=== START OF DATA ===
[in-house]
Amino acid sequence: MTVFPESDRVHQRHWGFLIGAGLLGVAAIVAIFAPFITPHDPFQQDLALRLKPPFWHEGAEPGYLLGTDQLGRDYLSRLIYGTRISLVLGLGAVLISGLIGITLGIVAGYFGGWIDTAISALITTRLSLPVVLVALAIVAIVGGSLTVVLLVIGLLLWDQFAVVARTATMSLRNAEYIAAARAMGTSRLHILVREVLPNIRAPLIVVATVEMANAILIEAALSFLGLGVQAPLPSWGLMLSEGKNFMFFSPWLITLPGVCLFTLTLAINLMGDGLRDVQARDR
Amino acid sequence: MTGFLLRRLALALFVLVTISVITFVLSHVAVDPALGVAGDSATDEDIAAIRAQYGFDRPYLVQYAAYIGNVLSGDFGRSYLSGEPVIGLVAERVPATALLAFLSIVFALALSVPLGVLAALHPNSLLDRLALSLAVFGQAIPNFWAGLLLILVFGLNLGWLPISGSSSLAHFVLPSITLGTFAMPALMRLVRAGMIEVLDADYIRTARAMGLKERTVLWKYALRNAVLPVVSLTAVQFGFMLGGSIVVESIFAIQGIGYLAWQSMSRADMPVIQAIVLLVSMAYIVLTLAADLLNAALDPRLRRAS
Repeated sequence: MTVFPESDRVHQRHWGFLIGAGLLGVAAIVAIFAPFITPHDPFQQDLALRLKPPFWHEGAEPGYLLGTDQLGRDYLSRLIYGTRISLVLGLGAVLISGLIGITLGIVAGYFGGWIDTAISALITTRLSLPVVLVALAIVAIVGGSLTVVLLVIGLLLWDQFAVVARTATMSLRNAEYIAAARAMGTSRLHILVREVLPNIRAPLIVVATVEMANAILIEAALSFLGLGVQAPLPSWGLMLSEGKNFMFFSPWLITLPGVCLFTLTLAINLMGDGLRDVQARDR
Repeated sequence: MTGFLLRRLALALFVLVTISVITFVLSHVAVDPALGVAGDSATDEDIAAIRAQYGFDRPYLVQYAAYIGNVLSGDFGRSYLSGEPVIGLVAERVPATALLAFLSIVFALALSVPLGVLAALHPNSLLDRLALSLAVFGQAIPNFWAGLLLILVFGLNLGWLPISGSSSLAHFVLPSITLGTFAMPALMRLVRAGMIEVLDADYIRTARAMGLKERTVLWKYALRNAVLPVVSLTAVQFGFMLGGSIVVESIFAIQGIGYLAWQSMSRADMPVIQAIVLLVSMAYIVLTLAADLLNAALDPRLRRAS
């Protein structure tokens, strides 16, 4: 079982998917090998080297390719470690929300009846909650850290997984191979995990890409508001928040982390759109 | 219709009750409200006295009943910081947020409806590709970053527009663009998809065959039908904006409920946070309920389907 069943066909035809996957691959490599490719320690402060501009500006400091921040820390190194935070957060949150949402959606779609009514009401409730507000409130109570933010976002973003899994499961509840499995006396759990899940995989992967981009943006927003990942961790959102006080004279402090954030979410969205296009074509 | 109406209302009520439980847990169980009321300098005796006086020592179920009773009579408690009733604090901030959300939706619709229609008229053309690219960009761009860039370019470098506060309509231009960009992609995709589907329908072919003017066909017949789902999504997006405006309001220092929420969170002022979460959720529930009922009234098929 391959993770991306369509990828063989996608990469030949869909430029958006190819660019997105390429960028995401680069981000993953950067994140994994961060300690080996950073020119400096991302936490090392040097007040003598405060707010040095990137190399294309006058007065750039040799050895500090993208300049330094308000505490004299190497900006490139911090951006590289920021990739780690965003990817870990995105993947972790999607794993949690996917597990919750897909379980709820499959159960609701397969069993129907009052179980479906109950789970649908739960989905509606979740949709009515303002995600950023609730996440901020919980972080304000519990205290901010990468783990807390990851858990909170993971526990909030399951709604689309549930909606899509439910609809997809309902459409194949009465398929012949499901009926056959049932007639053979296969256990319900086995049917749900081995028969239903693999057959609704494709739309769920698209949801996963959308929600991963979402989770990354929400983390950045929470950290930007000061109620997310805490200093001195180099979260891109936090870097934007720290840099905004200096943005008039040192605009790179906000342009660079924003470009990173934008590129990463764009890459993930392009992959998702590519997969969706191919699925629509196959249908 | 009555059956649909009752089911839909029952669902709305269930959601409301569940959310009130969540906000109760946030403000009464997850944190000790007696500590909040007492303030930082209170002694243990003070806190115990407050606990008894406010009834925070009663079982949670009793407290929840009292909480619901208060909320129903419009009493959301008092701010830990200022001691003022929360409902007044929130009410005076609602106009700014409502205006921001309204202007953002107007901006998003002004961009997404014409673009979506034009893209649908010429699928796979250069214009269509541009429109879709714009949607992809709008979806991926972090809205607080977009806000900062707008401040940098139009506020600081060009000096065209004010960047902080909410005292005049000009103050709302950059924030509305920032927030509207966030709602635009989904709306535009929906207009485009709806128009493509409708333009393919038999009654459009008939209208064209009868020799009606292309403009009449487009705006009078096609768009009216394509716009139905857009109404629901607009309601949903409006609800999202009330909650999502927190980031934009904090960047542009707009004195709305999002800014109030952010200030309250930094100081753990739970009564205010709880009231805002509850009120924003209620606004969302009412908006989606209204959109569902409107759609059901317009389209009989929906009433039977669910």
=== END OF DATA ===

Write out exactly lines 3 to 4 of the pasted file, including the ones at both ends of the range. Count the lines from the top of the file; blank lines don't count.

Amino acid sequence: MTGFLLRRLALALFVLVTISVITFVLSHVAVDPALGVAGDSATDEDIAAIRAQYGFDRPYLVQYAAYIGNVLSGDFGRSYLSGEPVIGLVAERVPATALLAFLSIVFALALSVPLGVLAALHPNSLLDRLALSLAVFGQAIPNFWAGLLLILVFGLNLGWLPISGSSSLAHFVLPSITLGTFAMPALMRLVRAGMIEVLDADYIRTARAMGLKERTVLWKYALRNAVLPVVSLTAVQFGFMLGGSIVVESIFAIQGIGYLAWQSMSRADMPVIQAIVLLVSMAYIVLTLAADLLNAALDPRLRRAS
Repeated sequence: MTVFPESDRVHQRHWGFLIGAGLLGVAAIVAIFAPFITPHDPFQQDLALRLKPPFWHEGAEPGYLLGTDQLGRDYLSRLIYGTRISLVLGLGAVLISGLIGITLGIVAGYFGGWIDTAISALITTRLSLPVVLVALAIVAIVGGSLTVVLLVIGLLLWDQFAVVARTATMSLRNAEYIAAARAMGTSRLHILVREVLPNIRAPLIVVATVEMANAILIEAALSFLGLGVQAPLPSWGLMLSEGKNFMFFSPWLITLPGVCLFTLTLAINLMGDGLRDVQARDR